When things don’t fit

Are there things that don’t fit in your life?  I mean besides pre-pandemic clothes.  Are there things that you do, or say, or have, or think and it suddenly occurs to you, that really doesn’t fit me.  So I was driving to Lawrence a few weeks ago to visit with an old friend from a former appointment, and along the way I thought, “you know, maybe I better slow down.”  I know, right?  That thought rarely if ever occurs to me.  Is Jesus telling me there’s a Hi-Patrol ahead, if so that’s never happened before – btw, no.  Does it feel like I’m getting a flat tire? It’s windy so I don’t think the wobbliness is that.  Am I becoming a more mature and law-abiding driver in my aging years???  Surely NOT!  But maybe?  I never did quite figure out why that thought occurred to me, but I did slow down.  There was no great revelation from doing so, but I still arrived on time, so there’s that.

He’s 101 years old – the friend I went to see.  His wife died a few months ago and he and the pastor have asked if I would help with her service, his spouse was only 100 – I accused him of robbing the cradle.  They were married 79 years, SEVENTY-NINE YEARS.  Nineteen more years than I’ve been alive.  He was born in 1921, right after WWI.  Right after the pandemic of Spanish flu.  When the Methodist Church was split over inclusion of people of color.  We didn’t come back together until 1939 and didn’t open all churches for appointment to persons of color until 1968.

He served in WWII.  His battalion was assigned to guard and supervise German prisoners of war.  He once told me that he learned that they didn’t want to kill us any more than we wanted to kill them.  They wanted to grow up, have families, acquire educations and make a life.  It changed him.  It changed his perspective.  He stayed in touch with one of them long after the war was over.  There’s a sermon in there I said, he smiled and told me to write it.  

I hadn’t seen him for close to 20 years and went in wearing a mask.  He knew me before I took it off and we decided we both were a sight for sore eyes, and both got a little teary.  And then he said it’s hard to know where he still fits in this world without his wife.  Makes sense.  When you spent the first 20 years without knowing her, then the next 80 together nearly every day, feeling like nothing fits makes complete sense.  101 years and sharp as a tack, said maybe it would be easier if he wasn’t, told him I was glad he is, mostly, at least for the rest of our sakes.

Do you remember your wife wanting to give me a key to your house when I was commuting for awhile to serve the church?  Just so I would have a place to go if the weather got bad or people got on my nerves? *Snort.  He remembered.  I refused to take it mostly because I figured I’d either lose it or lock them out of their own house by mistake someday.  Plus let’s just say they kept a way more organized house than I am, so . . . it was best for all of us.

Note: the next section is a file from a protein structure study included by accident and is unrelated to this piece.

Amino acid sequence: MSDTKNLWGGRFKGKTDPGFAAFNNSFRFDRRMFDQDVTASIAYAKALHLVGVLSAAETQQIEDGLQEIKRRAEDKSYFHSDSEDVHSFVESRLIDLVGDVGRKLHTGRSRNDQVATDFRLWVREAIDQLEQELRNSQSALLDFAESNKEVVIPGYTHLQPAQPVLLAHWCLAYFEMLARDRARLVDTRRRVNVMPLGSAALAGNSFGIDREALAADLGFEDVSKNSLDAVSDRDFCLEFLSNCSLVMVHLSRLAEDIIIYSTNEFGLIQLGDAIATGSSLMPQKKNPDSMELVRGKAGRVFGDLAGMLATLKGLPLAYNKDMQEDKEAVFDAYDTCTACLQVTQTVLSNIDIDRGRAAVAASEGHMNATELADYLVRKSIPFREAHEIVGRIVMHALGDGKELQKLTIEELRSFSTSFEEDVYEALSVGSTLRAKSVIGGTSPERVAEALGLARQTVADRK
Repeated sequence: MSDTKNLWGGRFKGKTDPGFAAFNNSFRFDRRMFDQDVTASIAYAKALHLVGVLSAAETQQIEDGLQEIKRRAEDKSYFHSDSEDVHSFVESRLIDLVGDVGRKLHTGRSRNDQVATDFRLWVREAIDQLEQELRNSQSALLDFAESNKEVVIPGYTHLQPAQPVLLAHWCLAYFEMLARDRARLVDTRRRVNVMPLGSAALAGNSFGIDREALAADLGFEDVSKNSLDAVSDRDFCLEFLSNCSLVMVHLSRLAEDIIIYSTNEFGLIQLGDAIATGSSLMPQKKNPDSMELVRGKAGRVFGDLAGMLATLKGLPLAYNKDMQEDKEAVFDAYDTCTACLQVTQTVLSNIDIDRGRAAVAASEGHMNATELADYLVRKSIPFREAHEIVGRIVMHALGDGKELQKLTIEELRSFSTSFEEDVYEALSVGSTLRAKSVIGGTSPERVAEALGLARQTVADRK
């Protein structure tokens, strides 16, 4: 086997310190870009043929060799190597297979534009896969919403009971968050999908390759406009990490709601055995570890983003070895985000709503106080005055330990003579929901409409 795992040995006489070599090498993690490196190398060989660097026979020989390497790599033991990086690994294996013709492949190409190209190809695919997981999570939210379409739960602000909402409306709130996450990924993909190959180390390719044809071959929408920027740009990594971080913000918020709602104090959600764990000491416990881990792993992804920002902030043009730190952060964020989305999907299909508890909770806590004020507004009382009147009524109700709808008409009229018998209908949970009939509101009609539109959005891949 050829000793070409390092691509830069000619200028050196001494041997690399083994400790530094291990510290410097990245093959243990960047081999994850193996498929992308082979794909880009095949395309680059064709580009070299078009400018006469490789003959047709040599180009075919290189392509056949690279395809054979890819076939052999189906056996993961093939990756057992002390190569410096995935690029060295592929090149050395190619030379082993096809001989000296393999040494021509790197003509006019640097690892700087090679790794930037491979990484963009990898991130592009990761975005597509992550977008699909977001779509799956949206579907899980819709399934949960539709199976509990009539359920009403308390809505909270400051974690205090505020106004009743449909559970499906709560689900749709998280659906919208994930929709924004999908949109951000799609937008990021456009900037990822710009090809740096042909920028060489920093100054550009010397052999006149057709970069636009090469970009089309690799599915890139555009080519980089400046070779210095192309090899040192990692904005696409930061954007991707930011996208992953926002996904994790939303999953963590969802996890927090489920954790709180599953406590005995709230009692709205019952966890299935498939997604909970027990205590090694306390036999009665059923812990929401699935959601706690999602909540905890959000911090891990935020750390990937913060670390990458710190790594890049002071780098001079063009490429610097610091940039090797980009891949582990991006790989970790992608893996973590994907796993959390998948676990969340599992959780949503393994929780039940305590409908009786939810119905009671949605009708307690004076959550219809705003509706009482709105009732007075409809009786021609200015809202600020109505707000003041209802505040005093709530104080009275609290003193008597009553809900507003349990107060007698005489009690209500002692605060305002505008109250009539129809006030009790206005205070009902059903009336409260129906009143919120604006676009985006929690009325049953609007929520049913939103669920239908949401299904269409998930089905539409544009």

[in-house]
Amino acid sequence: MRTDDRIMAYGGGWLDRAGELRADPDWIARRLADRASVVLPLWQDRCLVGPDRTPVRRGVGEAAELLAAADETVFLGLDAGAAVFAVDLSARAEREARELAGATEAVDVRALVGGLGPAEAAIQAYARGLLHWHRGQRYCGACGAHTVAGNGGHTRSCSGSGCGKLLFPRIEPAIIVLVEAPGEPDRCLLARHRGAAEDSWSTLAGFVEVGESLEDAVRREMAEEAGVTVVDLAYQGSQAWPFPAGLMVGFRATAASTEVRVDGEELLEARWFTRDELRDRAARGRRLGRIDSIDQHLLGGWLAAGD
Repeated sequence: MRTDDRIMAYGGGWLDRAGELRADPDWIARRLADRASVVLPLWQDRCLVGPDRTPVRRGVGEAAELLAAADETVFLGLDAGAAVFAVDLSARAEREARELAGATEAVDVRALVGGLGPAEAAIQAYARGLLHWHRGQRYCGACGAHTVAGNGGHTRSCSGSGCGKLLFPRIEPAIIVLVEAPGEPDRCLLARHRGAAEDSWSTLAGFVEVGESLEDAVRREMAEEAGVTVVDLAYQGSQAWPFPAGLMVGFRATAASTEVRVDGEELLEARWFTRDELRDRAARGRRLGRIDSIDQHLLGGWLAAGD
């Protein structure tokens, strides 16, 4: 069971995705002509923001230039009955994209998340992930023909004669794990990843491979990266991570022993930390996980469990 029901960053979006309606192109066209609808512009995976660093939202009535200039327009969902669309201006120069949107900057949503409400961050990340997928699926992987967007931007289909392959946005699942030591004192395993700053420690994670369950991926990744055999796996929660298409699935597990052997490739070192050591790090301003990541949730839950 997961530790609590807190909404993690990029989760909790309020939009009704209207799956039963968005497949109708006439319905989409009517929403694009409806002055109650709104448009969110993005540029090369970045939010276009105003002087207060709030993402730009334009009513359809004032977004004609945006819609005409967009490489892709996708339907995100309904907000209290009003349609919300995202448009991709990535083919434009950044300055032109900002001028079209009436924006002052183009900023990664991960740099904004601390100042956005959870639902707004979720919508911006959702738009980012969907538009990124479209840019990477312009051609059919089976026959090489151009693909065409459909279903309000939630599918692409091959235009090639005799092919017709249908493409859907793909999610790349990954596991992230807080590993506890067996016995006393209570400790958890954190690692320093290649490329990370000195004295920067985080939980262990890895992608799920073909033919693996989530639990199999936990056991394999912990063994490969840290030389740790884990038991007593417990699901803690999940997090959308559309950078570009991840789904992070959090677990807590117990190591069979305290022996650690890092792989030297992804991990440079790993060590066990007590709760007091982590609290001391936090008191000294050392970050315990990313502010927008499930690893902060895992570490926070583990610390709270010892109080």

Him without her doesn’t feel like it fits, I always simply said their names together, because they simply always were.  Now in a different way and not so simple. Getting old isn’t for the weak, I said.  He smiled, winked, and said I had no idea, that I’m no older to him now than I was 20 years ago.  There’s more to that statement than first appears. You make a difference I said to him before I left.  Doesn’t much feel like it he said.  Oh but you do to these youngsters that are your kids, and grands, and greats.  And to the rest of us for whom your life is a light to all that can be in 101 years.  Marriage and friendship, war and peace, understanding and wisdom, and a hope in and through a life lived in community with the less than perfect pastors and a church that withstood and weathered the changes with you.  Oh yes, you are even yet and now a light of wisdom and hope to a grizzled old pastor for whom you also have made a difference.

I drove back from Lawrence to Olathe, minding the speed limit again, only this time because my mind was flooded with memories of oh so many things.  And I thought if I’m flooded with them, what must it be like for him? There are lots of family who love the beejeezus out of him and are in quite constant contact; so many friends that check in and check up, though many have moved on to eternity; a church that still loves and cares though he can’t attend in-person anymore.  All the things.  And yet she isn’t there, sitting in the recliner next to him, talking about their family, and life and the world, and all the things that people married 79  years have to talk about, or sometimes simply don’t because the silence too, is comfortable. Grateful and so sad.  Deep peace and the same depth of grief. 101 years of perspective and wisdom which pales in the face of mortality regardless of age.  And the promise of eternity – the echoes and shades of it here, the promise of it fully in times yet to be.

Sometimes things simply don’t seem to fit – perhaps that’s a part of the heart of faith.  In seminary we called it “living in the now AND the not yet” and that isn’t always the most comfortable place to be.  So we walk together in the uncomfortable, best if we don’t try to fix it and simply abide and listen.  Maybe if we slow down, we even hear the echoes of eternity, even amazing grace . . .

(Link to video)